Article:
Naturally, I wanted to follow in his footsteps, even if baseball was my best sport. I attended Nauset Regional High School, and after taking multiple official visits, I ultimately settled on playing football and signed with Elon University in February 2012.
Starting football at Elon in the summer of 2012 was a new world. It was difficult. I was a cornerback in high school who was transformed into a wide receiver before the start of my freshman year at Elon.
I was a smaller sized kid. I needed to live in the weight room and eat enough for a family of six every day if I wanted to get bigger and see the field. I redshirted in 2012. I existed in 2013. I received the opportunity to be the Phoenix starting kick returner in the 2014 season.
Midway through the year, I suffered a grueling ankle injury. It resulted in sidelining me for the rest of the season and into winter workouts. My thought was “this sucks but it is okay; I have next year ahead of me.”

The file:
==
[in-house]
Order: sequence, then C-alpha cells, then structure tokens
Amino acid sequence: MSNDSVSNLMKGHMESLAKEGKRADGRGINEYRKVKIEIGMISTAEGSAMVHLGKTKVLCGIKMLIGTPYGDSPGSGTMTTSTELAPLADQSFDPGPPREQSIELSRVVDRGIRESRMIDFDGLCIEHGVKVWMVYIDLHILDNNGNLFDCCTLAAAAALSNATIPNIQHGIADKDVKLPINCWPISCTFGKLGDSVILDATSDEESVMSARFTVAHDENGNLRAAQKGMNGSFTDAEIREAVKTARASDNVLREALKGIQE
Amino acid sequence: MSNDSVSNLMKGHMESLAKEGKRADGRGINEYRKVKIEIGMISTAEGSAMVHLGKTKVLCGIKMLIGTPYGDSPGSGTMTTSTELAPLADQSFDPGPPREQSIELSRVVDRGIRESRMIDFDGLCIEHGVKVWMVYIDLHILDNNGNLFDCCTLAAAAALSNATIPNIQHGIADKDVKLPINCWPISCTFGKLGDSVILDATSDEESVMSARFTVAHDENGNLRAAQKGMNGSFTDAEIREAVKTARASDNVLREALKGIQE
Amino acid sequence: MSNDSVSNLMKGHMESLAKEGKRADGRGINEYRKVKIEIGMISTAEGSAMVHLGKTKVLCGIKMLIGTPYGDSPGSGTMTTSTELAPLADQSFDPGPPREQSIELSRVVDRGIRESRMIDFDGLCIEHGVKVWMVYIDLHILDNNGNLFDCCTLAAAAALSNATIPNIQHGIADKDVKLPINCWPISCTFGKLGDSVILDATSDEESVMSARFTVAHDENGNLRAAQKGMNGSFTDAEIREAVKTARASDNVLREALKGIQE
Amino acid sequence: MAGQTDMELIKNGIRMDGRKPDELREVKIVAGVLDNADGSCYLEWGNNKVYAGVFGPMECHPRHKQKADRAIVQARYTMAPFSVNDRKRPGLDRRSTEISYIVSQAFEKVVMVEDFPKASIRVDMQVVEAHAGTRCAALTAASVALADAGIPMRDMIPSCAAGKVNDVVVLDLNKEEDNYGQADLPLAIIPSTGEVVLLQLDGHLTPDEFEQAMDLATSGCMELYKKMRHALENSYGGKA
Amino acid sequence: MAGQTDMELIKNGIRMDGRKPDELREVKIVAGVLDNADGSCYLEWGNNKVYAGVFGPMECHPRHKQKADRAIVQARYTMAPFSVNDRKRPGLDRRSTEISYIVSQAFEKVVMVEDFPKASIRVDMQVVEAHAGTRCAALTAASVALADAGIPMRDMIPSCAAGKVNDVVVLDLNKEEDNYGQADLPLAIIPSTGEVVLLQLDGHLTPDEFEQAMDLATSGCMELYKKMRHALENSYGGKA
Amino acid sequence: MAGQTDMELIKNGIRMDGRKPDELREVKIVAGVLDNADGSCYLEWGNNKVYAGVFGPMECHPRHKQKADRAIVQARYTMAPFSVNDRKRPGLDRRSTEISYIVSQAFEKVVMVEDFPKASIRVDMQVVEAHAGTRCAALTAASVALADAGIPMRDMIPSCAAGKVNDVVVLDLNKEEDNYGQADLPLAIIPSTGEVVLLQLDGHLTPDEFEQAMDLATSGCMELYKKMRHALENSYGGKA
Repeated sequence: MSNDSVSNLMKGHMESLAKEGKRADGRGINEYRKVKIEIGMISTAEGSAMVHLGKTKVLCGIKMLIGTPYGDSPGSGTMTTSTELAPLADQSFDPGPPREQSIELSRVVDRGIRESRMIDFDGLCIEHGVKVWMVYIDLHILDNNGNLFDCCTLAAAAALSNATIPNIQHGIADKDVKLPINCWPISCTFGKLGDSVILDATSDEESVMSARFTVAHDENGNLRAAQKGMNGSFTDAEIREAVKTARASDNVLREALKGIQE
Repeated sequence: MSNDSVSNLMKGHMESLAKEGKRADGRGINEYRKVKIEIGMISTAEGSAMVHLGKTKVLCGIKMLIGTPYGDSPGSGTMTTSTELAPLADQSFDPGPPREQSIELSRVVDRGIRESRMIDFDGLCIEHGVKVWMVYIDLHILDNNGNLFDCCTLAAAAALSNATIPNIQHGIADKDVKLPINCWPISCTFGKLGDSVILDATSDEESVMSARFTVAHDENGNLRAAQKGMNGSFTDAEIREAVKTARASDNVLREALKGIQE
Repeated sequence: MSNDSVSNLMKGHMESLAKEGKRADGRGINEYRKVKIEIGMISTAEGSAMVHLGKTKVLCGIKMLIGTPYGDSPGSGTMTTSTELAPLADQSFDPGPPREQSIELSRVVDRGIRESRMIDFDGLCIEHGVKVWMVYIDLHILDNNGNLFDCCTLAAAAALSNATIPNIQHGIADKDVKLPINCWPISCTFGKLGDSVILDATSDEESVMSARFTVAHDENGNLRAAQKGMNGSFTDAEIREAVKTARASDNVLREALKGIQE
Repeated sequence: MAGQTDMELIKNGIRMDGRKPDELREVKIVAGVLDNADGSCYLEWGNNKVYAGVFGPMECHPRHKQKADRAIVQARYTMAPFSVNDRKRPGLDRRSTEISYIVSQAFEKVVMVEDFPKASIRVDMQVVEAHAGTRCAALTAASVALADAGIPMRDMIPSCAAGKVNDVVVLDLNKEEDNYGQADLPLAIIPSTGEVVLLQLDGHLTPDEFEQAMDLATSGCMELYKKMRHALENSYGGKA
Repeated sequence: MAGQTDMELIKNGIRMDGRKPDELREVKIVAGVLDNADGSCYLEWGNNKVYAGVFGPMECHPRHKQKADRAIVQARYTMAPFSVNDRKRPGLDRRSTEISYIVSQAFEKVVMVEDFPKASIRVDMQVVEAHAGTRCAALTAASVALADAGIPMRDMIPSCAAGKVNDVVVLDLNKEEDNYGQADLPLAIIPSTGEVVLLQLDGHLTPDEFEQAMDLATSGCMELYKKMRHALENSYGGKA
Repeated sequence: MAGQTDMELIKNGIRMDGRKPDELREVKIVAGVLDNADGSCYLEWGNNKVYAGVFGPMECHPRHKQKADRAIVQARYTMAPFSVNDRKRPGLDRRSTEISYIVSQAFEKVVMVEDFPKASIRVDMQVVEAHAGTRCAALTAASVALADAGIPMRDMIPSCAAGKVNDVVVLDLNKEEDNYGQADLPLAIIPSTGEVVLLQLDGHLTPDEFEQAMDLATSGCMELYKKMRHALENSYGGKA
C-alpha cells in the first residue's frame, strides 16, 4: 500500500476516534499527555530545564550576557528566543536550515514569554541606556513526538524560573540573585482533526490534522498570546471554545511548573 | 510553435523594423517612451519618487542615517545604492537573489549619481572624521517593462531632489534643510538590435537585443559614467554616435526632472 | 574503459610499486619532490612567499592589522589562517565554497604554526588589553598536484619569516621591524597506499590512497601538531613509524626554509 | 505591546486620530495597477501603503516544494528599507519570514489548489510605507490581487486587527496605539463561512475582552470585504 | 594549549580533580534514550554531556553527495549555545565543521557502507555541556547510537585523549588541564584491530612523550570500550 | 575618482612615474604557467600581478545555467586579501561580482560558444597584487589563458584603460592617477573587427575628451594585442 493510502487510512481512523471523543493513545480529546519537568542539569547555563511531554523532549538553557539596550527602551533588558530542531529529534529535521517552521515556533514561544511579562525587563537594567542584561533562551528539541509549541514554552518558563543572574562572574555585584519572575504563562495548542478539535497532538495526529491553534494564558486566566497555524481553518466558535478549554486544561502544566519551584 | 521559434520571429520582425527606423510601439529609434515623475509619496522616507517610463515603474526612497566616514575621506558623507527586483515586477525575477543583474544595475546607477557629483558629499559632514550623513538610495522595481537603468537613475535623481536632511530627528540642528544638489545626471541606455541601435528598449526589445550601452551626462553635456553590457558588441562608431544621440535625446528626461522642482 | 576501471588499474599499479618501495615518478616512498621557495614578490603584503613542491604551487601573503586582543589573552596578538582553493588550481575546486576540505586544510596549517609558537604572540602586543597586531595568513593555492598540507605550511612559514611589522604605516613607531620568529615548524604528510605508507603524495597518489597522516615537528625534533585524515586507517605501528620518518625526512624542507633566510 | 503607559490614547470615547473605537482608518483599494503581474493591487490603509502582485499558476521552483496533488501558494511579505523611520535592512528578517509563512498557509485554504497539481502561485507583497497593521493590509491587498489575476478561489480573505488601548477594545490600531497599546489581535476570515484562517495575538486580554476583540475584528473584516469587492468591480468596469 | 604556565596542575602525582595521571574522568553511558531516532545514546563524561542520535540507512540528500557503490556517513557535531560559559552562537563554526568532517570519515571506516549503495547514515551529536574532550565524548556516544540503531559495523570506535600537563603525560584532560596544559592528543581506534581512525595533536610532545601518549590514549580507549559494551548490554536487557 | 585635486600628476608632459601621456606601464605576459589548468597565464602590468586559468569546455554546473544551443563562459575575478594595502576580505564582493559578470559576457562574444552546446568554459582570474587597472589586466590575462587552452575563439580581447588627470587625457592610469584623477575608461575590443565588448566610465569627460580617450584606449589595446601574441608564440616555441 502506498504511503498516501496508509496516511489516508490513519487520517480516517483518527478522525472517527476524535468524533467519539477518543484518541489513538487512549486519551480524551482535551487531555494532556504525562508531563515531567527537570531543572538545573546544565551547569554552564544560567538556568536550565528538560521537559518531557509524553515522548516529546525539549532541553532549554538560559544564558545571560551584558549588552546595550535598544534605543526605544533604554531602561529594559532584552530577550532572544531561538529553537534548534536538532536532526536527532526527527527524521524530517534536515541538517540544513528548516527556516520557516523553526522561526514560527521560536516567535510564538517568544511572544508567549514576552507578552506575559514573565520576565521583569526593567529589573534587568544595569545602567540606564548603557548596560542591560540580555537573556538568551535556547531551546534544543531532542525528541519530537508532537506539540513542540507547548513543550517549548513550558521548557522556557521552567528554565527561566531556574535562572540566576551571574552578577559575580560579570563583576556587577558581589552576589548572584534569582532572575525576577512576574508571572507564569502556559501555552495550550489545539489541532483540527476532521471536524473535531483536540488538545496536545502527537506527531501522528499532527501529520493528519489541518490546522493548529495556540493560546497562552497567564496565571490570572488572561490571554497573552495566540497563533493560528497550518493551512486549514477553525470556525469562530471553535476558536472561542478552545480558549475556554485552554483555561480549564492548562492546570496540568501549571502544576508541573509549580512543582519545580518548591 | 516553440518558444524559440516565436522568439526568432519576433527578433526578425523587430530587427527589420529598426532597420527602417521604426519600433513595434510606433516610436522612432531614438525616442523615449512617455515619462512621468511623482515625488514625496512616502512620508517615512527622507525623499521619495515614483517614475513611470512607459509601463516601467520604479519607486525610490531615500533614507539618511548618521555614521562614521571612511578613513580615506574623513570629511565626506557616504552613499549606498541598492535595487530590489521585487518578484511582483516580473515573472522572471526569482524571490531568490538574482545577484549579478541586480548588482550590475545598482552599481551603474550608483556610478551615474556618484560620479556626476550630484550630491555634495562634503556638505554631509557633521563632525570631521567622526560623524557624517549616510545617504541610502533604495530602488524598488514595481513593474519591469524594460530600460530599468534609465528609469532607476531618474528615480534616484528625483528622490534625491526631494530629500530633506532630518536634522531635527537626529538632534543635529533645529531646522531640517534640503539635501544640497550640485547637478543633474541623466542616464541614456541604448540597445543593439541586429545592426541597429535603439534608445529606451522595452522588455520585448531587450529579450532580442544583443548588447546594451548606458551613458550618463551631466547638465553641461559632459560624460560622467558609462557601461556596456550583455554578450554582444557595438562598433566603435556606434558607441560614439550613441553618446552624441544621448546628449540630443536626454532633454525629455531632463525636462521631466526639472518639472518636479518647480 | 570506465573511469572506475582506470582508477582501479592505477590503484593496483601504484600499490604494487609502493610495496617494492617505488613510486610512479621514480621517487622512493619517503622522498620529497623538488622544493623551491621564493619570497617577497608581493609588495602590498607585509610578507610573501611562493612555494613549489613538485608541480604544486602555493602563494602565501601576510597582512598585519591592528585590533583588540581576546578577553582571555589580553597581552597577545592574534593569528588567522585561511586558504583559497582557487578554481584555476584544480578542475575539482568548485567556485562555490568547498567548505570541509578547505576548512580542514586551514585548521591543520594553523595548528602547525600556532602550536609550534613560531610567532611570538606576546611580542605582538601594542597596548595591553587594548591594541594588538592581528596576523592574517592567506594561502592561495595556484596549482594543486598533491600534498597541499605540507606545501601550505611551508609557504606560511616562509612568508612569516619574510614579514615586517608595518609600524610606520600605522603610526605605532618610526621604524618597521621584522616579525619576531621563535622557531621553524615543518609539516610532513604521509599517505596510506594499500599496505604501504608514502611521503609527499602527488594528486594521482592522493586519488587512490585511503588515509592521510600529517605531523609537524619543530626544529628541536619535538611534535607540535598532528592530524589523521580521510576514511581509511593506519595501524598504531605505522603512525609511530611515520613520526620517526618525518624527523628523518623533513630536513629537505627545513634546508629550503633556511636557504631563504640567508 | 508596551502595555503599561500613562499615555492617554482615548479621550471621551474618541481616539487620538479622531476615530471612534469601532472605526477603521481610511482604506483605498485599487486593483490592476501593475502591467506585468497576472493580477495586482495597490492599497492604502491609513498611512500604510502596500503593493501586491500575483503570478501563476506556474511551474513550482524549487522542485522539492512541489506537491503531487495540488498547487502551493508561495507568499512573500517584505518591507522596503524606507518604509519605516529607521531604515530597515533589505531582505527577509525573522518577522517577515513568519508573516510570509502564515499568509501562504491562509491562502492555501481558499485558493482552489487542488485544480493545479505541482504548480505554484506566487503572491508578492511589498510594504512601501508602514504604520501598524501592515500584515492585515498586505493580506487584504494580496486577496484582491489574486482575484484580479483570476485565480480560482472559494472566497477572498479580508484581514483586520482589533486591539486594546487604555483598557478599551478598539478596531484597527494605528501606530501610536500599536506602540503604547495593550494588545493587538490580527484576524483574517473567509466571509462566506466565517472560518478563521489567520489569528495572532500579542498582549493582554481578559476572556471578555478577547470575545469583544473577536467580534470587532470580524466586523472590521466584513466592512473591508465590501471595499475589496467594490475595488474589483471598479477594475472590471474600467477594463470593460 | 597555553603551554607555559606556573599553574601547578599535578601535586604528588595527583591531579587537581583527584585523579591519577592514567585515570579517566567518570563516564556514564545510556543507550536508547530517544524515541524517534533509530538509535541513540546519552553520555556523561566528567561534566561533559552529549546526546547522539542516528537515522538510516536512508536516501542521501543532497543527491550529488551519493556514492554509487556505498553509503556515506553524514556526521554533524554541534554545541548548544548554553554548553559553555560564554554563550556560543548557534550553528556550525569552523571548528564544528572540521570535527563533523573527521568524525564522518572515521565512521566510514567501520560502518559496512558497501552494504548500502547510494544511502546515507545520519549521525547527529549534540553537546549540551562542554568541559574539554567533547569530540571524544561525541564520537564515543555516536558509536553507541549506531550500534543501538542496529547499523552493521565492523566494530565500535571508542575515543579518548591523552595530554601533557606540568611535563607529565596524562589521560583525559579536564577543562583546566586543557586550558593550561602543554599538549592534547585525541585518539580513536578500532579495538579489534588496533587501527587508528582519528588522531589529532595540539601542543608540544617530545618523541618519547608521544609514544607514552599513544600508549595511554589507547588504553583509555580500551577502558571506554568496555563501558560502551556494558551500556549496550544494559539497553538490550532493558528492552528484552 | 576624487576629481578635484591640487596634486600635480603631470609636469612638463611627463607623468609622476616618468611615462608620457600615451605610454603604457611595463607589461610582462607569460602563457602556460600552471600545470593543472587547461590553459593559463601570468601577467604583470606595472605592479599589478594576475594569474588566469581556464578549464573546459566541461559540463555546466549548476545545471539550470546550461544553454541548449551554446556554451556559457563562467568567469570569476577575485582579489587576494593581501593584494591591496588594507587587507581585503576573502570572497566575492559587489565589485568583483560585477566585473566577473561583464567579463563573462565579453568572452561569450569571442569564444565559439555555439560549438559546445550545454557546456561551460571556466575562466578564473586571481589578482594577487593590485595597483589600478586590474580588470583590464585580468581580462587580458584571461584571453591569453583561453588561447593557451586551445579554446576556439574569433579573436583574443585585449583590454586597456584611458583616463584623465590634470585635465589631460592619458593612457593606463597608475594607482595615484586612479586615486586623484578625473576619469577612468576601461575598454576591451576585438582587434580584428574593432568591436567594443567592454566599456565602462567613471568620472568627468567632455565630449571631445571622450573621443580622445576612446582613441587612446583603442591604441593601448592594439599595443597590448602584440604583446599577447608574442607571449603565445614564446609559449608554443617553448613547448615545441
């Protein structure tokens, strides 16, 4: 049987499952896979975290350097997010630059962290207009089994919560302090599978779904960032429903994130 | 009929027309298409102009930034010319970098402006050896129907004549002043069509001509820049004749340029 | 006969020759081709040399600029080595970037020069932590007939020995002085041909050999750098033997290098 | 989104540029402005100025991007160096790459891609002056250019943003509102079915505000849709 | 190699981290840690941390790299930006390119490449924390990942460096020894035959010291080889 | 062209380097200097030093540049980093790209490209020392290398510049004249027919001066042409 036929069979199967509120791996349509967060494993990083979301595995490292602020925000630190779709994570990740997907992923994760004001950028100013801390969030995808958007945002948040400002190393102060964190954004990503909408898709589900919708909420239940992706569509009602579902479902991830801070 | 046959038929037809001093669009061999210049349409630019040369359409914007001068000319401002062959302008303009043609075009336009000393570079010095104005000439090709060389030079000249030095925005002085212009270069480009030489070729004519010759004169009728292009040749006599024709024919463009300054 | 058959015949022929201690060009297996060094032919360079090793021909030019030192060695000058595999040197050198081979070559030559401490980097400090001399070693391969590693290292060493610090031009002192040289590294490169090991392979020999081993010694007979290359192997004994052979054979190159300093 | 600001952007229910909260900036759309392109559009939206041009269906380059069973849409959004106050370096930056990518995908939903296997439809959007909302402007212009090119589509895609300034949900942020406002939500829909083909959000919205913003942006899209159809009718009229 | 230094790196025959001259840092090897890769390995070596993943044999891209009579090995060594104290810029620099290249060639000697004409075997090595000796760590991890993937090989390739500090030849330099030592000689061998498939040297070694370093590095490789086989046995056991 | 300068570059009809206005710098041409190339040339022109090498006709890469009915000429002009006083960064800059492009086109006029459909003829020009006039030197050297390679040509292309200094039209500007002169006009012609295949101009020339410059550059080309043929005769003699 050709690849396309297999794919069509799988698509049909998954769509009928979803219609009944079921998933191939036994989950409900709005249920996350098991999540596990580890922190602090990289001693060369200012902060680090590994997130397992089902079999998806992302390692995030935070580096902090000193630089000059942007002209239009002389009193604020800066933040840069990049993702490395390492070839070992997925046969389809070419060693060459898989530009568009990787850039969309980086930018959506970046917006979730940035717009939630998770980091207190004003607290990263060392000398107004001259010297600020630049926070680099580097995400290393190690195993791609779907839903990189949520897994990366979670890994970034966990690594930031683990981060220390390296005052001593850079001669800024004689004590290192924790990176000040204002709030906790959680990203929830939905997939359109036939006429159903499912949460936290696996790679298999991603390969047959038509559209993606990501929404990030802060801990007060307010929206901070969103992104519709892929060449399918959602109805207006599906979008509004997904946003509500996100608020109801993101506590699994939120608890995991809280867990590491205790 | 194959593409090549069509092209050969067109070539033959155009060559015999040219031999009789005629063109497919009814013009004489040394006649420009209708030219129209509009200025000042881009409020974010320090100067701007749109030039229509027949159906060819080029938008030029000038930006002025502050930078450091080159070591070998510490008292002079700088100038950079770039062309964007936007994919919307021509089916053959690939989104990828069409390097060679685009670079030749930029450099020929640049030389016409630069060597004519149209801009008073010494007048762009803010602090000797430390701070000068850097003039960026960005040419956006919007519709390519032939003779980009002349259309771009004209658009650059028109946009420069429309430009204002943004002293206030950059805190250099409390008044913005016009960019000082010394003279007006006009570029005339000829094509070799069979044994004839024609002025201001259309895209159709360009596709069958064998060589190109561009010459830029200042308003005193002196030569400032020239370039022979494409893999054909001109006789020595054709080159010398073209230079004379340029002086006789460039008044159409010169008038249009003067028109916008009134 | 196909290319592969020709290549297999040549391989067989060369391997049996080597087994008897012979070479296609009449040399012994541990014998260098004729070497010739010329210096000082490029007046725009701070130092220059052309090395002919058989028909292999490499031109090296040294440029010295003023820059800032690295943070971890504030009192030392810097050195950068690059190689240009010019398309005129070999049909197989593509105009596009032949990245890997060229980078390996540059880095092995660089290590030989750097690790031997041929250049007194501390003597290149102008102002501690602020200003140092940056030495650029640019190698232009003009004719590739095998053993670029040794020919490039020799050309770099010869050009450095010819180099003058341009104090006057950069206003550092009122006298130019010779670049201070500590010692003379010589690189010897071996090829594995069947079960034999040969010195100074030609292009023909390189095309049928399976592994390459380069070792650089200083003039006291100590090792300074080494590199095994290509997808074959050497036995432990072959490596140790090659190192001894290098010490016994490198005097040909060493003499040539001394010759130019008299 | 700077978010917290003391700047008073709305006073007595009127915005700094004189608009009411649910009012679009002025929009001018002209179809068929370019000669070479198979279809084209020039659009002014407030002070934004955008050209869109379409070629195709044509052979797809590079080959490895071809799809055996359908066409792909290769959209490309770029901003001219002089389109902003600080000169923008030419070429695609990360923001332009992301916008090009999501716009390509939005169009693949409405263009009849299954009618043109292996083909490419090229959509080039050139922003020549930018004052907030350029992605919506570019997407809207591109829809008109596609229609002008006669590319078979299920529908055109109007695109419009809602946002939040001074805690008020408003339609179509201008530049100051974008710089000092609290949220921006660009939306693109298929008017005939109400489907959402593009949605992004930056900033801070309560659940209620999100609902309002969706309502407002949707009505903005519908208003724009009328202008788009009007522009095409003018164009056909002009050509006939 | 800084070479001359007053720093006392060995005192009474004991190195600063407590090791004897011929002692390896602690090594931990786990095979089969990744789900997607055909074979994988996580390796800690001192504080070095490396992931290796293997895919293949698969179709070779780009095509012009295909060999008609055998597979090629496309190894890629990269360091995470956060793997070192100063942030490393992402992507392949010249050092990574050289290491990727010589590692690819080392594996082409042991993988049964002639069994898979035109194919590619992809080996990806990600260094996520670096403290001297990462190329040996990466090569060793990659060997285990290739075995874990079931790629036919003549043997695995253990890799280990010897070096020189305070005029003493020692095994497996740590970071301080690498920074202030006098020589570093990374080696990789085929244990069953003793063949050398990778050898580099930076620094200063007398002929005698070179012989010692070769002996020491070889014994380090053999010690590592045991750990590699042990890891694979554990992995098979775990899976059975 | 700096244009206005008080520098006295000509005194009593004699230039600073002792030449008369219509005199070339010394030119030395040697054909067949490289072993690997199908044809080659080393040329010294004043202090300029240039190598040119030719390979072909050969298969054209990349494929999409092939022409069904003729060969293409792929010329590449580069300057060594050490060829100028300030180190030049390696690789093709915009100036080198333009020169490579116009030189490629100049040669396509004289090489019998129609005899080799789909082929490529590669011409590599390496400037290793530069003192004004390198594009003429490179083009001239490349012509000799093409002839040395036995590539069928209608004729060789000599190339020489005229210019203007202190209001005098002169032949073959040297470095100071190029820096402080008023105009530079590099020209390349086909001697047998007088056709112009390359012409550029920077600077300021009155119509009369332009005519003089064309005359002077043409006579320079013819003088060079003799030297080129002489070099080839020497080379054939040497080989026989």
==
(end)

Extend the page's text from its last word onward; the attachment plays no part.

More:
My senior campaign was cut short again after tearing my Lateral Collateral Ligament and Meniscus half way through the year. It was depressing. Deciding not to play a fifth year and to move on with life, I realized that my football years that were always supposed to be “ahead of me” were now “behind me.”
How did that happen so fast?
I could go on forever about the actual events of games, practice, workouts at dawn, injuries and more, and they are found at every university nationwide so no need to drag on about those experiences. It is what I learned from all of them that is truly important.
During my time, football was not that important to many people from Elon University and the surrounding community. We were not very good. It was rather embarrassing. We didn’t have many fans in attendance. Students didn’t know anything about games besides the emails they would receive to remove their cars from tailgating areas to protect them from getting towed.
Being an athlete wasn’t exactly royalty at Elon like at many other schools you see on television. This led me to look for the value in the other things around me. I found comradery in my teammates. I found knowledge in my classes. I found understanding with the student body, and I found reason at Elon University.